5 Yen

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5 yen 1949 (1948-1949) brass Diameter 22.0 mm. 5 / National Diet Building / YEN GREAT JAPAN (NIPPON GINKO) / pigeon / SHŌWA 24 YEAR Y#71 Coin value - $1. 5 yen 1950 (1949-1958) brass Diameter 22.0 mm. Circulation coinage, old script 5 YEN / stalk of rice GREAT JAPAN (NIPPON GINKO) / two leafs / SHŌWA 25 YEAR Y#72 Coin value - $1.


5 Yen Ring

'B' and 'A' Yen
B&A型軍票 - B and A - Gata Gunpyō
US Military Currency
  • The dollar has traded moderately firmer, while modest weakness has been seen in the euro and yen, alongside a smidgen of firmness in the Canadian dollar. EUR-USD edged out a two-day low at 1.2136, which is 4 pips shy of the 24-day low that was seen earlier in the week.
  • The Bank of Japan started issuing these 5 Japanese Yen banknotes in 1946. They were withdrawn from circulation in 1955. The Japanese banknote of five yen, issued in 1946, has a floral design and features Japanese characters. Text on the 5 Japanese yen note.
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5 Yen Coin Meaning

B Yen (Okinawa)A Yen (Japan & Korea)
General Information

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B Yen (Zone B)
Okinawa / Ryukyu Islands

Return to: Ryukyu Stamps

A Yen (Zone A)
Japan & Korea

Currency Grading Standards.

5 Yen Coins

Coins
  • Uncirculated (UNC - CU) [] - Perfect.
  • About Uncirculated (AU) - Slight evidence of handling.
  • Extremely Fine (XF or EF) - Clean and bright but with light handling, no more than 3 light folds or one strong crease.
  • Very Fine (VF) [] - Light soiling but note is crisp. May have several folds. No tears. Corners may be slightly rounded.
  • Fine (F) [] - Considerable signs of circulation, soiling, edge tears not extending into design, no holes.
  • Very Good (VG) - Extensive signs of circulation, heavy soiling, creases, strong folds, may have hole in center from folding.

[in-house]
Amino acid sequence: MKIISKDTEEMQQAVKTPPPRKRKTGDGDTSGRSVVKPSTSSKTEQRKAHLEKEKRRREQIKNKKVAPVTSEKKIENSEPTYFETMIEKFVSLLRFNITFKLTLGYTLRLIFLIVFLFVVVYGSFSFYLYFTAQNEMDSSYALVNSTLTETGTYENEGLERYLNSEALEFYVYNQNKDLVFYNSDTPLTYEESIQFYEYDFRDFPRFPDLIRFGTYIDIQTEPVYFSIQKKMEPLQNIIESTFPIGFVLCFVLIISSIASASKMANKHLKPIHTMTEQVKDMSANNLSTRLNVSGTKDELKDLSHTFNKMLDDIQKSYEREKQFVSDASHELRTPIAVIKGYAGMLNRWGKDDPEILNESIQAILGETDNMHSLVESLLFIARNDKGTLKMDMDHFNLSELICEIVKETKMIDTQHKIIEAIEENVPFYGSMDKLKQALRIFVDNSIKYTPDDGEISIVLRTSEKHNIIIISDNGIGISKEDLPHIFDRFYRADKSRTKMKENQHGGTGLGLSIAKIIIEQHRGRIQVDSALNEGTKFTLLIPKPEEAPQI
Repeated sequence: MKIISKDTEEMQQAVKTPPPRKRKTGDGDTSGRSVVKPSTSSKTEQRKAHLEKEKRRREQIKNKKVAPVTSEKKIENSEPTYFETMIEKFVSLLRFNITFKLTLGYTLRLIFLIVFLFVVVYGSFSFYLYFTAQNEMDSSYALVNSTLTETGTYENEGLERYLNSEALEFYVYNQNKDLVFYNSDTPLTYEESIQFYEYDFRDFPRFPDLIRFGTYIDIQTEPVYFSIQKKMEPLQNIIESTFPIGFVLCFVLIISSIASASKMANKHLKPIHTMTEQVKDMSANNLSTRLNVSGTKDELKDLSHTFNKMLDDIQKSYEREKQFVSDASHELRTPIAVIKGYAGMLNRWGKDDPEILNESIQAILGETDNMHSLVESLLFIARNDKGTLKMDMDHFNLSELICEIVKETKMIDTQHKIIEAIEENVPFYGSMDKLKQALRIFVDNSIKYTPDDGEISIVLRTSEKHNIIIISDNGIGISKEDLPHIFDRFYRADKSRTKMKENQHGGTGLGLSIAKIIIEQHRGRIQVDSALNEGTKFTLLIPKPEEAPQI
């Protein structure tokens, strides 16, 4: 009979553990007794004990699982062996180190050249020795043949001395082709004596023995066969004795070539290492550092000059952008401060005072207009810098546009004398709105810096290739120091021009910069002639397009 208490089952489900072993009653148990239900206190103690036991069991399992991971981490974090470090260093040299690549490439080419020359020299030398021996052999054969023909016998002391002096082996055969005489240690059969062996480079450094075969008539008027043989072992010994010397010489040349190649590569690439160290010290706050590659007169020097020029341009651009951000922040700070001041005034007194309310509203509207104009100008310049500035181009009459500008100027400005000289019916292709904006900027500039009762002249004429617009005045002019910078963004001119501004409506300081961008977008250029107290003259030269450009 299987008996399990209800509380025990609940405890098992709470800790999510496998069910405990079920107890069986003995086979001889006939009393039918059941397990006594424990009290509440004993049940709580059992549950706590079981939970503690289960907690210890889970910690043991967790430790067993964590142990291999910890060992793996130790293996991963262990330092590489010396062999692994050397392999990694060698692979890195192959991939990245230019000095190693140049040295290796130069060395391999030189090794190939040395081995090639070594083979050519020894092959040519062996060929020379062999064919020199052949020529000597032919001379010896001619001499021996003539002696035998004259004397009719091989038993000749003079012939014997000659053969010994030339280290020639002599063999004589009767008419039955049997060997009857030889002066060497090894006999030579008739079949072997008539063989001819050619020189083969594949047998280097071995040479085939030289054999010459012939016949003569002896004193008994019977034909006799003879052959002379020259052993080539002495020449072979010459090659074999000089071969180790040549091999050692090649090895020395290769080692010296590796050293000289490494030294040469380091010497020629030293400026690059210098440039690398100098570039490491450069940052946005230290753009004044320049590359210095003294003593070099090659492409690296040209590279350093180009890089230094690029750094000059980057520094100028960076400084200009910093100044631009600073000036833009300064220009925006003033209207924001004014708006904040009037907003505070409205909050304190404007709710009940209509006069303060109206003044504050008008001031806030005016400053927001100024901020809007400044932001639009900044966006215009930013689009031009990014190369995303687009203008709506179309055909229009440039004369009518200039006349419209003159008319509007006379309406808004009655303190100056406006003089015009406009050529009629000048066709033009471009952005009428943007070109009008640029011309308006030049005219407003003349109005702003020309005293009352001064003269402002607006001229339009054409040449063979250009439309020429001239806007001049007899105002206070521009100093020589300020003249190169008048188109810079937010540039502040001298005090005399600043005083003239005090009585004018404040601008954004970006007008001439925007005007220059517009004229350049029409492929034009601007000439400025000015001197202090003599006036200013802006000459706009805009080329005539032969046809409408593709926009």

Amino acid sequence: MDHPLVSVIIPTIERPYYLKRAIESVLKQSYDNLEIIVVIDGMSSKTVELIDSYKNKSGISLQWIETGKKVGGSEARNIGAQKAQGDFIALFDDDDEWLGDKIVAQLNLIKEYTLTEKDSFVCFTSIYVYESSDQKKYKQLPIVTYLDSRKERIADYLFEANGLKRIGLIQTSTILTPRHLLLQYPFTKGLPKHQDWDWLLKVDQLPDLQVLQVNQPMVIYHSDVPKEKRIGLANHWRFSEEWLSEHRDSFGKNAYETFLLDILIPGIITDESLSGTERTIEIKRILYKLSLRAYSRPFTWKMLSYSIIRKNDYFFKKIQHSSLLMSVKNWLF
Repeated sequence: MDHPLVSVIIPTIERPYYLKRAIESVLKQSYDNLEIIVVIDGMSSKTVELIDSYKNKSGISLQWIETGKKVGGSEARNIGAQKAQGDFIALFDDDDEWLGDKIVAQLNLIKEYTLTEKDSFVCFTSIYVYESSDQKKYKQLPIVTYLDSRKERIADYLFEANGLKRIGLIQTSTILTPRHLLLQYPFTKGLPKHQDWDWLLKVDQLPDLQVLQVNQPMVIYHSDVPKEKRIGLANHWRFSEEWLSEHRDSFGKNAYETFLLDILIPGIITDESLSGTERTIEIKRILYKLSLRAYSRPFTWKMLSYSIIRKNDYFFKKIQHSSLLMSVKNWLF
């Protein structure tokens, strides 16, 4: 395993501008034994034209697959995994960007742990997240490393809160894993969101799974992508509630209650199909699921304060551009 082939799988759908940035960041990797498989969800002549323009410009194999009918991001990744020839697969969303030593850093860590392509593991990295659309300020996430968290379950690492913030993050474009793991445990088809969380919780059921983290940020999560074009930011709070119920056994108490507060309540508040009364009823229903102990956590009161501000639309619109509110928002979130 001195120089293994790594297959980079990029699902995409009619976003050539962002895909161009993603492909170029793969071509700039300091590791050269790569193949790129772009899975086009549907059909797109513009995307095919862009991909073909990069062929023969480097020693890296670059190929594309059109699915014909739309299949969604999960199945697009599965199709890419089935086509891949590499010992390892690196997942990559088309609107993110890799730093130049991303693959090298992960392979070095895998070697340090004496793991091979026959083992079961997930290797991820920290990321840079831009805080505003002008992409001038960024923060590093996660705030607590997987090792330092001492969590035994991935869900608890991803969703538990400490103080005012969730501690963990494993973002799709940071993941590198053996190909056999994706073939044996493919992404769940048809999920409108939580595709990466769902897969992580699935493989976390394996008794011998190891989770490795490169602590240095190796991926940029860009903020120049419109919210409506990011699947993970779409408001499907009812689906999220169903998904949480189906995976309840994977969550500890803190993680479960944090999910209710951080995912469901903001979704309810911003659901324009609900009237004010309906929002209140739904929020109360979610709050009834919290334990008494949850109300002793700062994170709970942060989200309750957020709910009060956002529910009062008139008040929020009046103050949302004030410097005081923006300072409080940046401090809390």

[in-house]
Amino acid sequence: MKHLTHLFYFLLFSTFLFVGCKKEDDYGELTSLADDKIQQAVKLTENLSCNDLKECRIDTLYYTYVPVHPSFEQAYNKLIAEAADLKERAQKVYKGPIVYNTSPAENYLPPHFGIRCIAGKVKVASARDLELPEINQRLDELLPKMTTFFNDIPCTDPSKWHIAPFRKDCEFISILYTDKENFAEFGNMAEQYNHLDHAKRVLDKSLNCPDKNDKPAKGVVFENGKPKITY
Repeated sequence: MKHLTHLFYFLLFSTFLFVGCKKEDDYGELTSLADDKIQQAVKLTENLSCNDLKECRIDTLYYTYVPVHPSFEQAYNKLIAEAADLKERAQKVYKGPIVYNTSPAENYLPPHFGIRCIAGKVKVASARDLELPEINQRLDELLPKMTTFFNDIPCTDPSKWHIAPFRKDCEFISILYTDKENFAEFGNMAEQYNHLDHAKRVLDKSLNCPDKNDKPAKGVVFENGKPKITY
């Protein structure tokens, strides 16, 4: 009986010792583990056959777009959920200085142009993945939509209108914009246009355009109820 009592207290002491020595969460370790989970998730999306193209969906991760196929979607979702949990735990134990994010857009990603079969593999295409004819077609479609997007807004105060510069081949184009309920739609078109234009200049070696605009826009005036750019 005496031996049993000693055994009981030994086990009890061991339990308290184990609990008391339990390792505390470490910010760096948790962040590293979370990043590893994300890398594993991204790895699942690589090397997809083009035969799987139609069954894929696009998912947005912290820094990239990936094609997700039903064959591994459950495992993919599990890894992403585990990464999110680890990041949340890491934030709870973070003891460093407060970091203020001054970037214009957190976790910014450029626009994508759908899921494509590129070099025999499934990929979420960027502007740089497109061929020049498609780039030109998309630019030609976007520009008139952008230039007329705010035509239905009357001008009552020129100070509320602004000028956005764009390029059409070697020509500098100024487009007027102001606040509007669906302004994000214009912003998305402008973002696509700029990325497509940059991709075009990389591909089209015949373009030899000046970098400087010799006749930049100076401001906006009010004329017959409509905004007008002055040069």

• Good (G) - Well worn/used, overall unattractive appearance.


Currency is often found graded by commercial and society grading services. The numerical grade and above descriptive grades are roughly as follow:

Some notes offered on this webpage have been graded by the Professional Money Guaranty (PMG), a commercial grading firm. For detailed information on PMG grades, click here. Currently the minimum PMG charge for grading a note is $25.00. That charge is factored into the pricingof PMG graded notes on this webpage.


General Information
'B' Yen and 'A' Yen (Series 100)


'B' yen notes were initially issued in 10s, 50s, 1y, 5y, 10y, 20y and 100y denominations. In 1951 the 1000y denomination was introduced. While most notes were printed by Strecher-Traung, some notes of 1, 5, and all the 1,000 yen were printed in Japan by the Ministry of Finance's Printing Bureau and the 1 yen block B-B notes were printed by the US Bureau of Engraving and Printing. The 'B' yen currency was in use in Okinawa until 1958 giving it the distinction of being the longest in use US military currency of the World War II era.

Both 'B' and 'A' underprinted military currency yen notes bear the series number 100.

All 'B' underprint notes have block letters associated with printers.

    1 yen through 100 yen notes.
  • Block A-A, 10 sen, 50 sen, 1 yen, 5 yen, 10 yen, 20 yen and 100 yen, printed by Stecher-Traung, San Francisco in 1945 by offset lithography. Notes were actually cut, numbered and wrapped by the California State Printing Office, Sacramento.